Abstract [en]

    A novel micromachined interface for airborne sample-to-liquid adsorption and droplet-to-liquid transfer was designed and fabricated. It enables a robust sheet liquid flow serving as an adsorption site. The interface was characterised for flow and pressure properties and tested successfully for the transfer/adsorption of different samples. A qualitative theoretical model of the device characteristics is presented. We also used the interface to introduce a novel method and system for fast detection of dust- and vapour-based narcotics and explosives traces. The microfluidic vapour-to-liquid adsorption interface was coupled to a set of downstream QCM sensors. The system was tested successfully, with 50 ng cocaine samples rendering 15 Hz frequency shifts and with 100 ng heroine samples rendering 50 Hz frequency shifts. Gravitation invariance of the open liquid interface was demonstrated successfully, with the interface mounted upside down as well as vertically. The detection time was reduced to half of the time needed in previous systems. Machine size, weight and cost were reduced.

  • 16.
    Frisk, Thomas
    et al.
    KTH, School of Electrical Engineering (EES), Microsystem Technology (Changed name 20121201).
    Sandström, Niklas
    KTH, School of Electrical Engineering (EES), Microsystem Technology (Changed name 20121201).
    Eng, Lars
    Biosensor Applications AB, Solna.
    van der Wijngaart, Wouter
    KTH, School of Electrical Engineering (EES), Microsystem Technology (Changed name 20121201).
    Månsson, Per
    Biosensor Applications AB, Solna.
    Stemme, Göran
    KTH, School of Electrical Engineering (EES), Microsystem Technology (Changed name 20121201).
    An integrated QCM-based narcotics sensing microsystem2008In: Lab on a Chip, ISSN 1473-0197, E-ISSN 1473-0189, Vol. 8, no 10, p. 1648-1657Article in journal (Refereed)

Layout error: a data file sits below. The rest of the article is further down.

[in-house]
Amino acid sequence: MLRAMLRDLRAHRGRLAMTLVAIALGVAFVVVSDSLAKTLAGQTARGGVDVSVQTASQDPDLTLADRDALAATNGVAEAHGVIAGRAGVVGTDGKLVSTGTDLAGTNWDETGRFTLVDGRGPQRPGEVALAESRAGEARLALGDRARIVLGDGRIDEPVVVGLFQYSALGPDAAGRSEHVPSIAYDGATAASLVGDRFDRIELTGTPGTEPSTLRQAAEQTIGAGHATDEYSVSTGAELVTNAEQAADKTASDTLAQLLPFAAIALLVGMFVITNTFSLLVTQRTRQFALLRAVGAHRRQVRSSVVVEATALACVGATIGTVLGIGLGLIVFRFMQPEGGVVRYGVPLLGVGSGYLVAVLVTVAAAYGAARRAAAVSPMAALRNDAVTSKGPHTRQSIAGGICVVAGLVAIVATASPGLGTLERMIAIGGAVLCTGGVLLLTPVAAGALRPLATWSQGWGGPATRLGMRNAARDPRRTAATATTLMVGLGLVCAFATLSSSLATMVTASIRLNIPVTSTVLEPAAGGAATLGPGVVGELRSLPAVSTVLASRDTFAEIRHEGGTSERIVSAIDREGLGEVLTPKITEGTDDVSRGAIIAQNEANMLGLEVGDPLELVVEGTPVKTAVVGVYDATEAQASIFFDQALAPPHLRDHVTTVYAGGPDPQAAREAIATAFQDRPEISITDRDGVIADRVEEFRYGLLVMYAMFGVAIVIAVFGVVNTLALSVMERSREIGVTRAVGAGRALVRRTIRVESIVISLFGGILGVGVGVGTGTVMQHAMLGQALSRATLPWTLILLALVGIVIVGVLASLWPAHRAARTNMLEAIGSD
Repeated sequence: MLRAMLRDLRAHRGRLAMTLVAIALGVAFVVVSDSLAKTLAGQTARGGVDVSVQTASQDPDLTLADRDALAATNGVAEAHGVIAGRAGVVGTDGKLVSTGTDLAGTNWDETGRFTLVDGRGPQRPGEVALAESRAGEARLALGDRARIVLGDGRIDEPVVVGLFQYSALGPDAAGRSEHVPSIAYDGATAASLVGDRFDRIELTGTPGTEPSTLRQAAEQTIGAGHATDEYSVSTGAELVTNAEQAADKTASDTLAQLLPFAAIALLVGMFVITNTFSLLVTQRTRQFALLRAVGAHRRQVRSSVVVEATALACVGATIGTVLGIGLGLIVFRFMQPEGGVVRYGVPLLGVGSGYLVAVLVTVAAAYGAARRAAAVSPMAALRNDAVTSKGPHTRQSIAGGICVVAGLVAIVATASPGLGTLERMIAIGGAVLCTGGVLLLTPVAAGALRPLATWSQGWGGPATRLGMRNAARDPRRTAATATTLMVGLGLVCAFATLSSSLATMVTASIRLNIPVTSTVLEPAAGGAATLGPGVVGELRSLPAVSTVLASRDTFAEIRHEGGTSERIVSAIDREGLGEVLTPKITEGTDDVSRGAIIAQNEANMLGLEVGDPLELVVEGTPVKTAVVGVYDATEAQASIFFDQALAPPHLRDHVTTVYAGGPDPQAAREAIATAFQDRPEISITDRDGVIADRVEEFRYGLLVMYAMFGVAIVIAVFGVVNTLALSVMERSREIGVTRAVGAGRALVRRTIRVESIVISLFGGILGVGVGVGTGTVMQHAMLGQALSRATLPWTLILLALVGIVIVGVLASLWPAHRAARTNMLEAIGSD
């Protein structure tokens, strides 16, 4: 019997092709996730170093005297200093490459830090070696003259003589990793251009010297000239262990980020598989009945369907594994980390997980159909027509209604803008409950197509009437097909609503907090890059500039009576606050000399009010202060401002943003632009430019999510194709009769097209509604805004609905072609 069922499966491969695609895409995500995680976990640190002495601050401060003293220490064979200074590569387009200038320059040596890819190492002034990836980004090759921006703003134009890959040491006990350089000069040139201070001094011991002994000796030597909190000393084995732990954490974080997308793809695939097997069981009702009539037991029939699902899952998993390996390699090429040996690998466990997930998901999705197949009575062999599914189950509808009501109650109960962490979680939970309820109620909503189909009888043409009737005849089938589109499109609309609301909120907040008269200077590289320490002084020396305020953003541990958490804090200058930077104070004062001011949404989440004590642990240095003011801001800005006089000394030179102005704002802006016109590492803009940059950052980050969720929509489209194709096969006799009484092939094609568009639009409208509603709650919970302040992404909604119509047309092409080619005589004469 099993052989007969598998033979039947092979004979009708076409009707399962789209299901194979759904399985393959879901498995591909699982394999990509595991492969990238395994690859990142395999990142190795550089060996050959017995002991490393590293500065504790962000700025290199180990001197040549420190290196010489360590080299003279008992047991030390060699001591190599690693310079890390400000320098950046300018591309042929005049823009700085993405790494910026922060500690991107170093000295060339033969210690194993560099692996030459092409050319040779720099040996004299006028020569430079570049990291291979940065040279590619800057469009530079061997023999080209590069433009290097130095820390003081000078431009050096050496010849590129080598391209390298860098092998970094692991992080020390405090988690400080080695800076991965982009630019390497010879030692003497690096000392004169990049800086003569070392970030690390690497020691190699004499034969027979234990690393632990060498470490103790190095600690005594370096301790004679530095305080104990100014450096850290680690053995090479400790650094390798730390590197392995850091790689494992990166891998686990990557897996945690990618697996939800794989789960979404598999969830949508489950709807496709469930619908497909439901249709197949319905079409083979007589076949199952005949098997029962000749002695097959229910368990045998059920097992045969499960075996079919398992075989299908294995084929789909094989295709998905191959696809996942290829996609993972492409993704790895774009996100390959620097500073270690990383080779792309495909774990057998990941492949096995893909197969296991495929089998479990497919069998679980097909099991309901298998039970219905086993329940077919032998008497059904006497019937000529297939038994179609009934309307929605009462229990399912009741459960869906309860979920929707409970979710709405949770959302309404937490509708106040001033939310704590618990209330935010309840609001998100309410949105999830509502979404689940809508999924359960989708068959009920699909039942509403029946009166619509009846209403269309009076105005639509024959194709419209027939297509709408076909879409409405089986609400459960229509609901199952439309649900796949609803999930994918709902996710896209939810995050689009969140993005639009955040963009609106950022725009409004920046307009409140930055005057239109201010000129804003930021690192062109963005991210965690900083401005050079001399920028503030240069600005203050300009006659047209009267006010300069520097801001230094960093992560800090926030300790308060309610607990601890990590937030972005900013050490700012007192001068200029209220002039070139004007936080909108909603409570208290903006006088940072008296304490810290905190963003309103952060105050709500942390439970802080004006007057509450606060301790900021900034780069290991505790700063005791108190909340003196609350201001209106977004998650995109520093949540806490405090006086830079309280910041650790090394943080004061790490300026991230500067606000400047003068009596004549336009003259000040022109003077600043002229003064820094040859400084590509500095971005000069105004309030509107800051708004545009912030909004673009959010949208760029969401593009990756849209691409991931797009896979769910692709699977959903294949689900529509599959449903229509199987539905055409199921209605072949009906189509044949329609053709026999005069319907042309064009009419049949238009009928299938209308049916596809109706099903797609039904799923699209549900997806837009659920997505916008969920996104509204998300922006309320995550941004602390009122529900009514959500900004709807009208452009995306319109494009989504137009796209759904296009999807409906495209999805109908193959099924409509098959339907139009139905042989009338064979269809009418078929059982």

Abstract [en]

    We present the design, fabrication and successful testing of a 14 x 14 x 4 mm(3) integrated electronic narcotics sensing system which consists of only four parts. The microsystem absorbs airborne narcotics molecules and performs a liquid assay using an integrated quartz crystal microbalance (QCM). A vertically conductive double-sided adhesive foil (VCAF) was used and studied as a novel material for LOC and MEMS applications and provides easy assembly, electrical contacting and liquid containment. The system was tested for measuring cocaine and ecstasy, with successful detection of amounts as small as 100 ng and 200 ng, respectively These levels are of interest in security activities in customs, prisons and by the police.

  • 17. Griss, P.
    et al.
    Andersson, Helene
    KTH, Superseded Departments, Biotechnology.
    Stemme, Göran
    KTH, Superseded Departments, Signals, Sensors and Systems.
    Expandable microspheres for the handling of liquids2002In: Lab on a Chip, ISSN 1473-0197, E-ISSN 1473-0189, Vol. 2, no 2, p. 117-120Article in journal (Refereed)
    Abstract [en]

    Two novel concepts for controlled handling of liquids in microfluidic systems are presented: a one-shot micropump and a normally open one-shot valve based on thermo-expanding Expancel microspheres. Expancel microspheres are small spherical plastic particles that, when heated, increase their volume considerably. We show that liquid volumes in the nanoliter range can be actuated against a counter pressure of at least 100 kPa and fluid flow can be inhibited in a microchannel against pressures of at least 100 kPa.

  • 18. Hadikhani, P.
    et al.
    Hashemi, S. M. H.
    Balestra, G.
    Zhu, Lailai
    KTH, School of Engineering Sciences (SCI), Mechanics. KTH, School of Engineering Sciences (SCI), Centres, Linné Flow Center, FLOW. KTH, Centres, SeRC - Swedish e-Science Research Centre. Princeton University, United States.
    Modestino, M. A.
    Gallaire, F.
    Psaltis, D.
    Inertial manipulation of bubbles in rectangular microfluidic channels2018In: Lab on a Chip, ISSN 1473-0197, E-ISSN 1473-0189, Vol. 18, no 7, p. 1035-1046Article in journal (Refereed)
    Abstract [en]